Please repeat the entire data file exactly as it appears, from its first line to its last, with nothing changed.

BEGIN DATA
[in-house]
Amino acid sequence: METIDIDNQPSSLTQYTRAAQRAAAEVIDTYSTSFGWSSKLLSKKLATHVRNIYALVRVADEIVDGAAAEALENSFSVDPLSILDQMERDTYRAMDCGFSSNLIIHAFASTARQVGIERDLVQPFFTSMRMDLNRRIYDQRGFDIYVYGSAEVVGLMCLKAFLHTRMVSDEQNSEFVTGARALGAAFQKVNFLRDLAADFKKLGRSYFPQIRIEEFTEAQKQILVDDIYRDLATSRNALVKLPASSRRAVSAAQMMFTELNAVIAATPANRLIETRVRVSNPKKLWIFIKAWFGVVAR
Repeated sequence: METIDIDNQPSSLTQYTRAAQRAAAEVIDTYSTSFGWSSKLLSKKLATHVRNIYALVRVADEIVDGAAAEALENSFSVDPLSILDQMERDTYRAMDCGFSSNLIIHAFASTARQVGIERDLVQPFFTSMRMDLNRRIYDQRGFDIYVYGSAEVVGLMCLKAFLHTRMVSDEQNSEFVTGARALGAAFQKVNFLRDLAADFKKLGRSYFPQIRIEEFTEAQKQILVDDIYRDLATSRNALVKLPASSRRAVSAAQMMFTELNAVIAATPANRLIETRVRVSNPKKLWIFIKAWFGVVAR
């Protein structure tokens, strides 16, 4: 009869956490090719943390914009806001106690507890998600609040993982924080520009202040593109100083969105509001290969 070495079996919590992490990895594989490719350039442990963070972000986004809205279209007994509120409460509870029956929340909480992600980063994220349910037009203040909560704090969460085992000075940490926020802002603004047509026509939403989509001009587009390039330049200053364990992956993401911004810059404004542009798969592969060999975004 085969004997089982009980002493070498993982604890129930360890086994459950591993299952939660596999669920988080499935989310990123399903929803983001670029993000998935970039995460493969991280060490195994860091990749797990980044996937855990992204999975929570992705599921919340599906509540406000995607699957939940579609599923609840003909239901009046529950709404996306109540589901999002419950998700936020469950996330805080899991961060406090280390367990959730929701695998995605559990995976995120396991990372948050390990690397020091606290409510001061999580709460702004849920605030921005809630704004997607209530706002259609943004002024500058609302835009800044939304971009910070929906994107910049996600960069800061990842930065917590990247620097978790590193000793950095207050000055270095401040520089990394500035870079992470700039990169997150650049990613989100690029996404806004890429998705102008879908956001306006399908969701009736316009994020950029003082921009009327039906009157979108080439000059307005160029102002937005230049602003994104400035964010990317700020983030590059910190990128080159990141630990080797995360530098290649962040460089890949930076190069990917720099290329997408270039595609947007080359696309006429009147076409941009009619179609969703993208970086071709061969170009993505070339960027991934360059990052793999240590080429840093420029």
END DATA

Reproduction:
[in-house]
Amino acid sequence: METIDIDNQPSSLTQYTRAAQRAAAEVIDTYSTSFGWSSKLLSKKLATHVRNIYALVRVADEIVDGAAAEALENSFSVDPLSILDQMERDTYRAMDCGFSSNLIIHAFASTARQVGIERDLVQPFFTSMRMDLNRRIYDQRGFDIYVYGSAEVVGLMCLKAFLHTRMVSDEQNSEFVTGARALGAAFQKVNFLRDLAADFKKLGRSYFPQIRIEEFTEAQKQILVDDIYRDLATSRNALVKLPASSRRAVSAAQMMFTELNAVIAATPANRLIETRVRVSNPKKLWIFIKAWFGVVAR
Repeated sequence: METIDIDNQPSSLTQYTRAAQRAAAEVIDTYSTSFGWSSKLLSKKLATHVRNIYALVRVADEIVDGAAAEALENSFSVDPLSILDQMERDTYRAMDCGFSSNLIIHAFASTARQVGIERDLVQPFFTSMRMDLNRRIYDQRGFDIYVYGSAEVVGLMCLKAFLHTRMVSDEQNSEFVTGARALGAAFQKVNFLRDLAADFKKLGRSYFPQIRIEEFTEAQKQILVDDIYRDLATSRNALVKLPASSRRAVSAAQMMFTELNAVIAATPANRLIETRVRVSNPKKLWIFIKAWFGVVAR
């Protein structure tokens, strides 16, 4: 009869956490090719943390914009806001106690507890998600609040993982924080520009202040593109100083969105509001290969 070495079996919590992490990895594989490719350039442990963070972000986004809205279209007994509120409460509870029956929340909480992600980063994220349910037009203040909560704090969460085992000075940490926020802002603004047509026509939403989509001009587009390039330049200053364990992956993401911004810059404004542009798969592969060999975004 085969004997089982009980002493070498993982604890129930360890086994459950591993299952939660596999669920988080499935989310990123399903929803983001670029993000998935970039995460493969991280060490195994860091990749797990980044996937855990992204999975929570992705599921919340599906509540406000995607699957939940579609599923609840003909239901009046529950709404996306109540589901999002419950998700936020469950996330805080899991961060406090280390367990959730929701695998995605559990995976995120396991990372948050390990690397020091606290409510001061999580709460702004849920605030921005809630704004997607209530706002259609943004002024500058609302835009800044939304971009910070929906994107910049996600960069800061990842930065917590990247620097978790590193000793950095207050000055270095401040520089990394500035870079992470700039990169997150650049990613989100690029996404806004890429998705102008879908956001306006399908969701009736316009994020950029003082921009009327039906009157979108080439000059307005160029102002937005230049602003994104400035964010990317700020983030590059910190990128080159990141630990080797995360530098290649962040460089890949930076190069990917720099290329997408270039595609947007080359696309006429009147076409941009009619179609969703993208970086071709061969170009993505070339960027991934360059990052793999240590080429840093420029």